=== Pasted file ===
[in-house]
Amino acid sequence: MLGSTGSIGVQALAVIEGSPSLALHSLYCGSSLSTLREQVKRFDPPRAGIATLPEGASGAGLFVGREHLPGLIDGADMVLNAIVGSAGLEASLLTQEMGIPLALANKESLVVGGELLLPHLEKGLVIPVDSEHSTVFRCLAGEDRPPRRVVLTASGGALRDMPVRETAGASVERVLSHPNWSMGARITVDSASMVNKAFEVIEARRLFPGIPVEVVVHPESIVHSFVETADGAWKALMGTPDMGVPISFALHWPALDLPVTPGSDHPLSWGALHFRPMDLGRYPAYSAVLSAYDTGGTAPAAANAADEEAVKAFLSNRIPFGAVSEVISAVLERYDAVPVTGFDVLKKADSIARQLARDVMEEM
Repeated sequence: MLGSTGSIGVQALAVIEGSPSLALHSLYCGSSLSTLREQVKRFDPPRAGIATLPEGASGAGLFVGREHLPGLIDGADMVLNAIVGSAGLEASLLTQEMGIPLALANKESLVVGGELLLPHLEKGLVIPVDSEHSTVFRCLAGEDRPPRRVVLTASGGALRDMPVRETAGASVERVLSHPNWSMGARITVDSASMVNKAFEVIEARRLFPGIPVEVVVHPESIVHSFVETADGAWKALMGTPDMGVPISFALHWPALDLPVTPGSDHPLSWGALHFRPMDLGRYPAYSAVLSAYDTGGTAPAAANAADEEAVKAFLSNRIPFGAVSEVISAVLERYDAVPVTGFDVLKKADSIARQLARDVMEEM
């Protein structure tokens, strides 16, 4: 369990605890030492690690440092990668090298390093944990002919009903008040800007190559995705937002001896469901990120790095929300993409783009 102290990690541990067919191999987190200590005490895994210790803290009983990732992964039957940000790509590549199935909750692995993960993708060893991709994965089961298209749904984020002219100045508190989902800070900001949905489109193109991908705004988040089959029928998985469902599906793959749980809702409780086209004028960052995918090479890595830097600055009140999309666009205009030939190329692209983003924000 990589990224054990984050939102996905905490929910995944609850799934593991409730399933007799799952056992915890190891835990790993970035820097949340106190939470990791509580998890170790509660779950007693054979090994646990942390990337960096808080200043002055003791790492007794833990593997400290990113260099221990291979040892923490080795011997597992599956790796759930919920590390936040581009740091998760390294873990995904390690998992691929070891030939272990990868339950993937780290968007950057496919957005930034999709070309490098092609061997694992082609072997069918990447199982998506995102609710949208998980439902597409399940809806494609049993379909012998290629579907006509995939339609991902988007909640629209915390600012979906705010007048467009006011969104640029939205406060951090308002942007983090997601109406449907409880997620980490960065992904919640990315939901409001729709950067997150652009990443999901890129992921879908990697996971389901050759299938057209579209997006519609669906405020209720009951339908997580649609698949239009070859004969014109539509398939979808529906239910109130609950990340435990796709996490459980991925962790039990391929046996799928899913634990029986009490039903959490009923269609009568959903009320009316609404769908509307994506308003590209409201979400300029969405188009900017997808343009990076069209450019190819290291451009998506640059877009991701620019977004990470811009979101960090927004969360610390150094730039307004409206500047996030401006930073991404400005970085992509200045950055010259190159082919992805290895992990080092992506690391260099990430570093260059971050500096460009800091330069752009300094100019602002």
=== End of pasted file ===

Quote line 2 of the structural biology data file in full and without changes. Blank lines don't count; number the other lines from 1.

Amino acid sequence: MLGSTGSIGVQALAVIEGSPSLALHSLYCGSSLSTLREQVKRFDPPRAGIATLPEGASGAGLFVGREHLPGLIDGADMVLNAIVGSAGLEASLLTQEMGIPLALANKESLVVGGELLLPHLEKGLVIPVDSEHSTVFRCLAGEDRPPRRVVLTASGGALRDMPVRETAGASVERVLSHPNWSMGARITVDSASMVNKAFEVIEARRLFPGIPVEVVVHPESIVHSFVETADGAWKALMGTPDMGVPISFALHWPALDLPVTPGSDHPLSWGALHFRPMDLGRYPAYSAVLSAYDTGGTAPAAANAADEEAVKAFLSNRIPFGAVSEVISAVLERYDAVPVTGFDVLKKADSIARQLARDVMEEM